Not everyone has conformed to the trend. The majority of chocolate continues to be the sugary milk variety instead of the semisweet, somewhat bitter dark. "I like milk but my wife likes dark [chocolate]," said David Canario, a sales consultant for AT&T in Chicago. "When we were dating at one point she got herself a dark chocolate bar. I was like, 'Ooo, really? I guess I'll have to forgive that.' "

One artisan chocolatier chose to marry the contrasting dark and milk tastes with the Pas de Deux truffle. "A bold liqueur sets the tempo for a dance for two in the mouth as a masculine dark chocolate coating lovingly partners with a feminine milk chocolate center," reads a description of the truffle by Daniel Nelson, who graduated from L'Ecole Du Grand Chocolat in France and lives in Rockford.

Last week, Nelson dreamed up a truffle called Nigella, which joins dark chocolate with black cumin seeds, an ancient spice discovered in the tomb of King Tut and mentioned in the book of Isaiah. "I'm figuring if it's good enough for the pharaoh's afterlife, it might be good in chocolate," Nelson said.

Before Juliana Schmitt discovered Nelson's confections near her home in Roscoe, Ill., the self-acknowledged aficionado ordered dark chocolate online and found the results to be uneven. When her family makes s'mores over the fire in the summer, she said her children use Hershey's bars. The adults choose dark chocolate and peanut butter. "So long as we can afford high-quality dark chocolate, we will stick with that," Schmitt said.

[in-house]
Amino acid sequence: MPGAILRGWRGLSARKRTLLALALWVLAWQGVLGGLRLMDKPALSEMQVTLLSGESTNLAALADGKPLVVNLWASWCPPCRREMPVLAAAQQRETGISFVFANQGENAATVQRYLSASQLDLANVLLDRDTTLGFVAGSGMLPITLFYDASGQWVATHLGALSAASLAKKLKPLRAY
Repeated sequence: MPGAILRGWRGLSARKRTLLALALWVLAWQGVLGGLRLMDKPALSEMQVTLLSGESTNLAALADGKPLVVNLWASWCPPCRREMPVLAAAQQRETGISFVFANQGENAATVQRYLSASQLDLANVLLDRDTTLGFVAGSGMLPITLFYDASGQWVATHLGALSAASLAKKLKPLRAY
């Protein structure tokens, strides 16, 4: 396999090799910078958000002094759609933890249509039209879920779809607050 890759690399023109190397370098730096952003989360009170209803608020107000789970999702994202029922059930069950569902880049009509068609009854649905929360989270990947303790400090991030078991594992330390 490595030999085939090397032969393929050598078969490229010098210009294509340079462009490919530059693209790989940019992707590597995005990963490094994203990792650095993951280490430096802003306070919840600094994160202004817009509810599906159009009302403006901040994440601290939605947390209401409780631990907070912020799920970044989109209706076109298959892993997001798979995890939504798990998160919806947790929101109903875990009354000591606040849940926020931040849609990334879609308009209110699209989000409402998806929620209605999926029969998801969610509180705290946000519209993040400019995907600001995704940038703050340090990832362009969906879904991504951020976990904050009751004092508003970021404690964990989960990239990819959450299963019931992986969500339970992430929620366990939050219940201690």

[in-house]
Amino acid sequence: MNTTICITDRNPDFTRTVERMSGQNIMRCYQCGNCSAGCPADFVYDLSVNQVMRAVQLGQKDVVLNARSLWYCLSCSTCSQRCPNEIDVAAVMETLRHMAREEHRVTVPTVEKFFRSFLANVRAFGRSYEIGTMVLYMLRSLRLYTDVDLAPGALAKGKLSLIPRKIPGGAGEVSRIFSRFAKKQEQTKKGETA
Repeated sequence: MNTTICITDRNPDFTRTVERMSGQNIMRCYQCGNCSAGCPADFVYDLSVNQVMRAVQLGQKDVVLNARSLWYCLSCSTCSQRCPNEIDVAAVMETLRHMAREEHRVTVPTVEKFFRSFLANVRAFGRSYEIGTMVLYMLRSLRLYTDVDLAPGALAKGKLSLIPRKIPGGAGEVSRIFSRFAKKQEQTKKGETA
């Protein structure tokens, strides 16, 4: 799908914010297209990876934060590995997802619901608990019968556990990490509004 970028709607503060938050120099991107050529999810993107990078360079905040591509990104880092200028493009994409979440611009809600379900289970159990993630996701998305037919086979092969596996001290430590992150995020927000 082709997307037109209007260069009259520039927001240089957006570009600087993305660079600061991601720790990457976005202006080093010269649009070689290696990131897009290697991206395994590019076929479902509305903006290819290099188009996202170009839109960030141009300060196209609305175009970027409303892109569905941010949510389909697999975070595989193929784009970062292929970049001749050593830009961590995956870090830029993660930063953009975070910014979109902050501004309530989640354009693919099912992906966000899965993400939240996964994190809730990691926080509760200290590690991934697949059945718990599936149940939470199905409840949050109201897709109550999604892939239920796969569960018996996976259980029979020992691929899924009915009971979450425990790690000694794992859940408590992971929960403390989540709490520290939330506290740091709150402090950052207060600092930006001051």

Estimates released in March by the International Cocoa Organization show that the world cocoa harvest will be short of demand, meaning that chocolate could become more expensive despite the bad economy. And European chocolate is typically purchased in euros, which means differences in the exchange rate can bite into the margins of gourmet chocolate stores.

At Baladoche in Chicago, which also sells waffles and gelato, the menu board lists prices in the European currency. The owner, Mootoo, adjusts the dollar price every three months to account for fluctuations in the euro. A tube of truffles from Baladoche costs $34.46, or 25 euros. "What has saved our store through this recession is chocolate sales," Mootoo said.On Wednesday, Mootoo left for Germany to buy more chocolate. The native of Trinidad and Tobago, who trained as a lawyer, will return with about 150 pounds of chocolate and 32 tubes of the hazelnut-almond ganache truffles, which has a combined street value of $4,000. He stores the truffles in the plane's overhead compartment, while putting the rest of the chocolate into three checked bags stuffed with packing peanuts. United Airlines and its transatlantic partner, Lufthansa, are his preferred carriers. "I've never had any of my bags mangled or destroyed," Mootoo said.

Each trip overseas costs $750 in travel, lodging and food, though Mootoo said his meals mostly revolve around one particular item.

"Usually when I'm there I'm eating chocolate, because I want to test other people's chocolate," he said.

A European jaunt might seem like an extravagance. But Mootoo said FedEx would charge about $2,000 to transport the chocolate. Commercial shipping can also be problematic because the chocolate needs to stay between 59 degrees and 78 degrees Fahrenheit. One order Mootoo attempted to import using a cargo plane sat on an airport tarmac during a snowstorm. The freezing weather ruined the nuanced chemistry and aroma of the chocolate.